Overall, Bad Girls in School was an okay read. It will certainly appeal to young Caribbean people who have a need to see Caribbean youth represented in literature in contemporary ways. It's key contribution I would say, is the way it challenges adultist perceptions of why young people behave the way they behave. Indeed, the figure of the Jamaican "bad gyal" is somehow demythologized, made understandable, human and therefore, sympathetic. I wouldn't call it a page-turner, but I'm glad that Harold swum against the current in writing a book about young Caribbean (Jamaican) people!Taken from Summer Edwards Caribbean Children's Literature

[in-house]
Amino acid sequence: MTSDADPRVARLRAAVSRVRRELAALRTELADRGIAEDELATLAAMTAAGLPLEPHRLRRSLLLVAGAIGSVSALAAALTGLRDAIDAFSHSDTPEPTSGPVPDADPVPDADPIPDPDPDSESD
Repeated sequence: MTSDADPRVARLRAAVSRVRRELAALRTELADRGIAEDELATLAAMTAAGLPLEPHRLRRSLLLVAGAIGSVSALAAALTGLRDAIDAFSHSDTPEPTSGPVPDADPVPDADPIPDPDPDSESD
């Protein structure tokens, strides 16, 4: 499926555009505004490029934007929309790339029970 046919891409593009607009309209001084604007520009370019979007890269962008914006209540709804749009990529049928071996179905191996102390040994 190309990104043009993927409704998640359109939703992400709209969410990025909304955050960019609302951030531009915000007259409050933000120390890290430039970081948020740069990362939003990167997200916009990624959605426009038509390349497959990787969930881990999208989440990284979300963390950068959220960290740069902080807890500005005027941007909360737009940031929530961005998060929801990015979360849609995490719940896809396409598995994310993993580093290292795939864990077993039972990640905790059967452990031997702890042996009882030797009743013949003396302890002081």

Summer Edward is from Trinidad and Tobago and currently lives in Philadelphia. She founded Anasesem, an online magazine of Caribbean children's literature, in May, 2010. Her vision was to create a space to highlight the unique flavor of children's writing and illustration by Caribbean people and to thereby recognize and stimulate the children's publishing industry in the Caribbean. She earned a BAMagna Cum Laude and Phi Beta Kappa in Psychology from Temple University and is currently a Master's student in the Reading, Writing, Literacy programme at the University of Pennsylvania, where she is also in training to become certified as a Reading Specialist. Her poetry and art have appeared in publications such as BIM: Arts for the 21st Century, tongues of the ocean, St. Somewhere, The Columbia Review and Philadelphia Stories. She previously blogged about children's literature in general at Well-Loved Tales.